We haven't heard much news about the KineRAW S35 since pre-orders began back in August. The Chinese-made 2K camera capable of shooting a few different flavors of RAW video to SSDs will come in well under $10,000 for a working package, and could make some noise once it finally begins shipping in the States sometime in 2013. It has already begun shipping in China, and Dan Chung over at DSLR News Shooter got his own recently, and he has some news about what Kinefinity has planned for the camera's future.
First, if you haven't seen it, here's one of the latest videos showing off the camera is from DSLR News Shooter's own Matthew Allard (some highlights were blown intentionally as he mentioned in our comments previously):
Taken from DSLR News Shooter, here is Dan Chung on the new developments for the S35:
Like the Red One when it was launched, the KineRAW is undergoing continual improvement even after launch. The newer firmware versions are said by Kinefinity to be more stable with image quality optimised for 640 ISO and its multipliers (1280, 2560 etc.) Firmware version 7997 was made available to download this week – this is an essential update for users.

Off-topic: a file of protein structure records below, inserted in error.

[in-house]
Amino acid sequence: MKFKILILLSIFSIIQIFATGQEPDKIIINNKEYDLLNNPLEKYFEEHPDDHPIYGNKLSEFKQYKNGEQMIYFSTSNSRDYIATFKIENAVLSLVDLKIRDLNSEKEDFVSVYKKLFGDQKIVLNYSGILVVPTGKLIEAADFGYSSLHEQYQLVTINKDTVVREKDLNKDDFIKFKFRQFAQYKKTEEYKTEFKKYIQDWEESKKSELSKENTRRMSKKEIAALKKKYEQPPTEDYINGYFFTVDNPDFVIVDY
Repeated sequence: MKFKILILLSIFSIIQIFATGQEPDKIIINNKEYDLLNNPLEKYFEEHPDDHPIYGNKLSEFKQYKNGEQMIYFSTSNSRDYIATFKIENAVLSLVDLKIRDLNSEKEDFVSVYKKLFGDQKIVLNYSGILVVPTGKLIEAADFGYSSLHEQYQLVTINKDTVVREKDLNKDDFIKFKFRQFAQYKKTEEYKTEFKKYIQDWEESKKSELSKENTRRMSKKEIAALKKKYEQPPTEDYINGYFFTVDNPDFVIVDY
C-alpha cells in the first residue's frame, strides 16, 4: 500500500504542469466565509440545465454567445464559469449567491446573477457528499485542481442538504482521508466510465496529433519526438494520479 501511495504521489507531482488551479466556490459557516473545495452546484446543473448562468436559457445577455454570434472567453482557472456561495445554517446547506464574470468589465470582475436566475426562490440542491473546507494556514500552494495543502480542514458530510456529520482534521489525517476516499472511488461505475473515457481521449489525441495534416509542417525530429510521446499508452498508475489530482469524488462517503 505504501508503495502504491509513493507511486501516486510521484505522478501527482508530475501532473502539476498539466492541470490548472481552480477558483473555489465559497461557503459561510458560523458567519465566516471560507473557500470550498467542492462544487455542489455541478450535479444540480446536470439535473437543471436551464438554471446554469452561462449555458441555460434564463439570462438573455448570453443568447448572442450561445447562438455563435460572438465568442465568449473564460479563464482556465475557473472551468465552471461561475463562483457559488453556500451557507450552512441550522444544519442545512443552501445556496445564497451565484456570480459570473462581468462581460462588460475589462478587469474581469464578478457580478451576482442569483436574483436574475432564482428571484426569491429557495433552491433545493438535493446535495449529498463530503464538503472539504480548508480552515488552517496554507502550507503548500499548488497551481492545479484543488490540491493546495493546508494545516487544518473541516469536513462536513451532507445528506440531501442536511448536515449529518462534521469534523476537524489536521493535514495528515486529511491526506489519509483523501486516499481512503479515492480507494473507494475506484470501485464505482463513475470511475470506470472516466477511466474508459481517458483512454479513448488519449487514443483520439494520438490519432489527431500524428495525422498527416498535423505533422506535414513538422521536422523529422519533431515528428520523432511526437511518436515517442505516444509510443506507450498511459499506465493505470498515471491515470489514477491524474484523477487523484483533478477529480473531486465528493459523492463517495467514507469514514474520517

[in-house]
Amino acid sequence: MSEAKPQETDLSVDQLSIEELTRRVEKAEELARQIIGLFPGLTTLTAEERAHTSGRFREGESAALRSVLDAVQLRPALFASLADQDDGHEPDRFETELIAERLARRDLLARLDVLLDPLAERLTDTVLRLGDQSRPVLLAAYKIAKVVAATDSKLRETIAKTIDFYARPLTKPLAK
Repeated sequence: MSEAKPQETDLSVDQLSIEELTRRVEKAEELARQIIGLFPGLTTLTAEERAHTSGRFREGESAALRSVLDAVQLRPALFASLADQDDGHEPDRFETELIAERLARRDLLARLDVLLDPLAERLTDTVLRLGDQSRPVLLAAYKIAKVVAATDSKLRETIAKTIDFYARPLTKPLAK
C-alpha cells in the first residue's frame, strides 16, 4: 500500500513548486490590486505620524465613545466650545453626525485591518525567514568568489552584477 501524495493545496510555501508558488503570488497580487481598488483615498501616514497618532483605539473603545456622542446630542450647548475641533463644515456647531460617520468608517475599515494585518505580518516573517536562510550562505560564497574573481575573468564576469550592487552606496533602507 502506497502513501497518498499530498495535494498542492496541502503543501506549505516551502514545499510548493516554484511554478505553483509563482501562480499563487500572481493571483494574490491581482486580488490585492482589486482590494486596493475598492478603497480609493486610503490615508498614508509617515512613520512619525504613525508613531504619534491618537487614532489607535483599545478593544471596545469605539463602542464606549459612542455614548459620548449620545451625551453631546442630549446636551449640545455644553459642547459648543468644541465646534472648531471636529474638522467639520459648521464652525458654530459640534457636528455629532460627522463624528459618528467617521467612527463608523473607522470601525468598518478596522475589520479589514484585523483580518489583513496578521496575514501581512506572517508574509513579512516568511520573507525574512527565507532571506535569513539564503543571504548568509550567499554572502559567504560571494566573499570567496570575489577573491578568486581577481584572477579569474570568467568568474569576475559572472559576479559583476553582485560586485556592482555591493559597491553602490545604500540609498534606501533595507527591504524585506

The other big news is that they have an electronic EOS mount with aperture control in the works. This should be due in January and is said to work with most EOS lenses, with aperture control via a control knob on the camera body. The aperture value will be displayed on the camera’s LCD screen. The adapter is powered and controlled via the camera and is connected with a lemo connector on the front of the body. Sadly, image stabilisation will not be supported. But for shooters with a lot of EOS glass this adapter makes the KineRAW a much more attractive proposition.
They are also working on an iPad app that will allow you full control of the camera's settings. Here is the Chinese version, but there will also be one in English according to Dan:
Since the camera does not include any monitoring devices onboard to start with, Kinefinity is going to be working with Cineroid to bundle their Retina EVF with the camera for a lower price than purchasing separately, as well as a more budget-friendly non-Retina EVF:
It definitely looks like they are serious about firmware updates, and will be improving the camera regularly as well as adding new features when possible. It seems they also have a way to lessen the rolling shutter in the camera, but this may lower the image quality slightly and also lose you about a stop in dynamic range. Either way, this camera and the Blackmagic Cinema Camera may finally put some pressure on the big camera manufacturers to get really serious about their camera options under $10,000.
What do you guys think? Is the S35 still interesting to you, especially with all of the recent camera developments?
[via DSLR News Shooter]